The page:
As Cuba once again becomes accessible to U.S. investors and business, many are preparing to dip their toes into uncharted waters of its long forbidden marketplace.
Relaxed trade relations between the two former foes have been met with great fanfare and while there are opportunities to explore, a careful look at the conditions suggests limited potential in the short-term, says Marc Miller, JLL’s Research Manager in Florida.
Here’s what Miller says business- and investment-seeking Americans need to know before heading 90 miles south of Florida’s panhandle.
Uncertainty with current laws in Cuba
Conducting business, particularly in a real estate capacity, within Cuba is truly unknown territory for U.S.-based companies. Given the political structure on the island, and the lack of checks and balances among branches of government, there is little in the way of protections for investors. Considering the largest landowner in the country also controls the legal process, there is a certain level of risky involved in doing business with Cuba as the situation is currently constituted.
Understanding bureaucracy and development process
As JLL’s Denny St. Romain has previously discussed, Cuba has been open for business for corporations from across the globe for the previous 50 years, providing them a distinct advantage when dealing with the Cuban government. The U.S. is essentially playing catch up, and the eagerness of U.S. companies to get involved with the Cuban marketplace, particularly on the real estate side, could lead to poor decisions and costly mistakes due to lack of know how when conducting business on the island.
Limited marketplace for American goods
The opportunity for US-based companies to trade with the Cuban population is still limited in terms of the types of goods that can be exported/imported, and who the recipients of those goods can be. Currently, the new U.S. regulations allow for goods to be shipped to private-sector entities and small farms. Cuentapropistas, as these private sector entities are known, have increasingly popped up, but they still represent a relatively small portion of the Cuban economy.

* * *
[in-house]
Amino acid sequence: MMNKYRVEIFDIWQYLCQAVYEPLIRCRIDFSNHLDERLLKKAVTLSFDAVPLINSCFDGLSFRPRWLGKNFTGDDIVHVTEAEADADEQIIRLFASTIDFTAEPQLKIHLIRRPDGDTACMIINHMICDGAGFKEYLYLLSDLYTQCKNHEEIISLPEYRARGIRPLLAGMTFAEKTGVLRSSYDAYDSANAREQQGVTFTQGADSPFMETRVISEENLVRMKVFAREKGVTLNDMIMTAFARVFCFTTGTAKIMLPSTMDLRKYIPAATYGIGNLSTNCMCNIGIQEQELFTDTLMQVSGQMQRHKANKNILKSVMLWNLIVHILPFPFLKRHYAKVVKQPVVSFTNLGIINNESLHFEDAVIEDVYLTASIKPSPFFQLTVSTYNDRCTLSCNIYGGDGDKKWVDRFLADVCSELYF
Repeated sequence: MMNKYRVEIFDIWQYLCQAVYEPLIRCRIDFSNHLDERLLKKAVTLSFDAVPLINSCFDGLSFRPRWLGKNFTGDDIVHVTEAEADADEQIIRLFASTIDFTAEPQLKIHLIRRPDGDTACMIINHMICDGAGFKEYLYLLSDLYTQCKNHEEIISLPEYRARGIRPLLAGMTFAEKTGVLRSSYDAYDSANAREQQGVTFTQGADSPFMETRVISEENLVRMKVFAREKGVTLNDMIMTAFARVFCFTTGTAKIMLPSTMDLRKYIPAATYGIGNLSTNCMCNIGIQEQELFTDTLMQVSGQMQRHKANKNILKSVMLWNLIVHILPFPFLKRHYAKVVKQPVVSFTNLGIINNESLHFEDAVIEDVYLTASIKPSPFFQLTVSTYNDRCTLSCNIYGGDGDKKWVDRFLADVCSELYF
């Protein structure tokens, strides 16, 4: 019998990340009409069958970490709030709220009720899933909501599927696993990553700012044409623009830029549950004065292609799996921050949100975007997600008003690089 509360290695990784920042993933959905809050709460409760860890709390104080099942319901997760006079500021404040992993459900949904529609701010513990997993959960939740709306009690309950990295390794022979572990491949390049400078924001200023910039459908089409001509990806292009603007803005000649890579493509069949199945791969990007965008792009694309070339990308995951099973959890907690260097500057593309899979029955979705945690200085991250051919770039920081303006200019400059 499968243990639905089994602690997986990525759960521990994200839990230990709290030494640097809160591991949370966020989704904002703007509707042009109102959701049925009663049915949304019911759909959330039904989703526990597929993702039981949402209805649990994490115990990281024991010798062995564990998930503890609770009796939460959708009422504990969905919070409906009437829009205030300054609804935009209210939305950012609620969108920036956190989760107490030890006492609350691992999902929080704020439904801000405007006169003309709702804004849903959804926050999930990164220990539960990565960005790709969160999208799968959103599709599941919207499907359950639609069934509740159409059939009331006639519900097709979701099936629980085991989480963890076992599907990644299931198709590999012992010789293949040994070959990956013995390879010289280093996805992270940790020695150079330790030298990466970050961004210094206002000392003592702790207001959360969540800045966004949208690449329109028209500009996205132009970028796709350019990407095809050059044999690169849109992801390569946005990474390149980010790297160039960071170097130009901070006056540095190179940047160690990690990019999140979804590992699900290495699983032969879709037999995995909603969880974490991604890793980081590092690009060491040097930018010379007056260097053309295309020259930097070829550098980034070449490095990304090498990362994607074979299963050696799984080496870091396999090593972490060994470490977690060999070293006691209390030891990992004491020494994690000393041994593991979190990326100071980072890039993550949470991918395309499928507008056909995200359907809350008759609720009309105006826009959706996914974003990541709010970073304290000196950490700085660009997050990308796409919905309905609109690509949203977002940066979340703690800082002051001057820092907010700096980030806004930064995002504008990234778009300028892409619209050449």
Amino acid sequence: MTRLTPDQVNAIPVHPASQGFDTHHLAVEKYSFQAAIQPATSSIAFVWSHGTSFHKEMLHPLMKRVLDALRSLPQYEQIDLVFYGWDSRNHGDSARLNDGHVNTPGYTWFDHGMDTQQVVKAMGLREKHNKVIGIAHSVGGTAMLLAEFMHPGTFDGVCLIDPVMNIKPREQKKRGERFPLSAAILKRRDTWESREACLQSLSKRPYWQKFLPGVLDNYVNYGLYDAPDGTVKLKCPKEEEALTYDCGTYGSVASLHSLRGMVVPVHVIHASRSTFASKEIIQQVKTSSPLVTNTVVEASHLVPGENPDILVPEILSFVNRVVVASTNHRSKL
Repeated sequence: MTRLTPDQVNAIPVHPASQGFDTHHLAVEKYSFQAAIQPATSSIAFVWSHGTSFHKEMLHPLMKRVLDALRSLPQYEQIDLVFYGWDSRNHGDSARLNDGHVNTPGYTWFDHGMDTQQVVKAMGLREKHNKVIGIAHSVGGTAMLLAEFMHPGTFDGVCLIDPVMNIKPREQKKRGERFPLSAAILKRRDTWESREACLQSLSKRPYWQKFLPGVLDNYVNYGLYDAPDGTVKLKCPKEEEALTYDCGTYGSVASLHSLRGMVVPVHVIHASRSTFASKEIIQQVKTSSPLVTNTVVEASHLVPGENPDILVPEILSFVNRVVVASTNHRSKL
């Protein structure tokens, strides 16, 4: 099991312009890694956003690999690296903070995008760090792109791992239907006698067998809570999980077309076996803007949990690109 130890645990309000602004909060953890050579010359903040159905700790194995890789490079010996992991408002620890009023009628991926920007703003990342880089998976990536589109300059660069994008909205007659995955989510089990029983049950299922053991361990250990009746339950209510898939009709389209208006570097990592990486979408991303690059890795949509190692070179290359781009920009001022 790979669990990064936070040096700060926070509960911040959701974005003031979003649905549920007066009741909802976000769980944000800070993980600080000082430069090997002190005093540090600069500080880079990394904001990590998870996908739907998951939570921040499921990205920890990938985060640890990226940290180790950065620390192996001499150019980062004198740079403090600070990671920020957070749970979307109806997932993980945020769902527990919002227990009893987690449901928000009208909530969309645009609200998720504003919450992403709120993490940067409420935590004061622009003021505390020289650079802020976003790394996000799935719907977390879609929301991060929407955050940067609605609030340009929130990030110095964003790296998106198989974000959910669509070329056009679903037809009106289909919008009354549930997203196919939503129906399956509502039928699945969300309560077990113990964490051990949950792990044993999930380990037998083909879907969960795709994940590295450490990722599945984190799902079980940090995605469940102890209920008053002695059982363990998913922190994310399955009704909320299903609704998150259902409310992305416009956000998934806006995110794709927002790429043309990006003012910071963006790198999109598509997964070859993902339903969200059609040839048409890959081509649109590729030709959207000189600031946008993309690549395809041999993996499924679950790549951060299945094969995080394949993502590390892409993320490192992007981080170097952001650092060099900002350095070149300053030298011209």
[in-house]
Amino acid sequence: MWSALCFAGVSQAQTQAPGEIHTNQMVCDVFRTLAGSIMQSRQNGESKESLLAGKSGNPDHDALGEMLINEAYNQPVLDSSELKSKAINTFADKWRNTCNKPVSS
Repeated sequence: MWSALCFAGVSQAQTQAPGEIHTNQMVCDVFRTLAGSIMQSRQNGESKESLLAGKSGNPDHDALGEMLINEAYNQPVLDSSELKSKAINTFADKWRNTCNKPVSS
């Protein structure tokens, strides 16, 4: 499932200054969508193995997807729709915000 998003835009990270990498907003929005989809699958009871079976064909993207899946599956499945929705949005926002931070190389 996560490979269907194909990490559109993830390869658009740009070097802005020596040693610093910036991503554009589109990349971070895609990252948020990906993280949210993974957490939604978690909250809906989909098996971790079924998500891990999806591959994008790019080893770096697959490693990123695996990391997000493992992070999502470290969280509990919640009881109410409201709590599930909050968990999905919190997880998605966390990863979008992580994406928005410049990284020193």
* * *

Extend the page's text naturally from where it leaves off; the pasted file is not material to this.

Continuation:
Over the long-term, telecommunications and consumer goods have the brightest prospects; however, significant infrastructure improvements still need to be made. Tourism related industries are also on the up: Airbnb has expanded operations to serve visitors to the island, airlines are announcing new flights to the country, and four ferry services have been approved by the U.S. to embark from Florida ports. However, regardless of the current restrictions, analysis of the Cuban marketplace suggests limited opportunities for new entrants.
There is also still the risk that the Cuban Thaw and improved relations could be repealed depending on the upcoming presidential and congressional elections in 2016. U.S.-based business eager to increasing business ties with the island would be prudent to implement a “wait-and-see” approach, as the loosed regulations have the potential to be repealed.
Navigating geopolitical tensions
Outside of the tourism and hospitality sector, limited foreign investment in the country has occurred beyond the involvement of Venezuela and Brazil. The Cuban economy is closely tied to Venezuela, and is particularly reliant of Venezuela for energy. Given the current economic and political situation in Venezuela, any shift in that atmosphere can have a significant impact on the Cuban marketplace.
In addition, outside of Brazilian-based Oderbrecht completing massive renovations at Port of Mariel, no major foreign investment has occurred in response to the Portfolio of Opportunities for Foreign Investment according to the Brookings Institute. One hindrance is the need to hire local labor which can be cost prohibitive, but if the opportunities available were viewed as a lucrative investment, there certainly would have been some involvement. This presents a red flag for US-based companies: if firms from other countries can operate within Cuba, why haven’t they been more involved?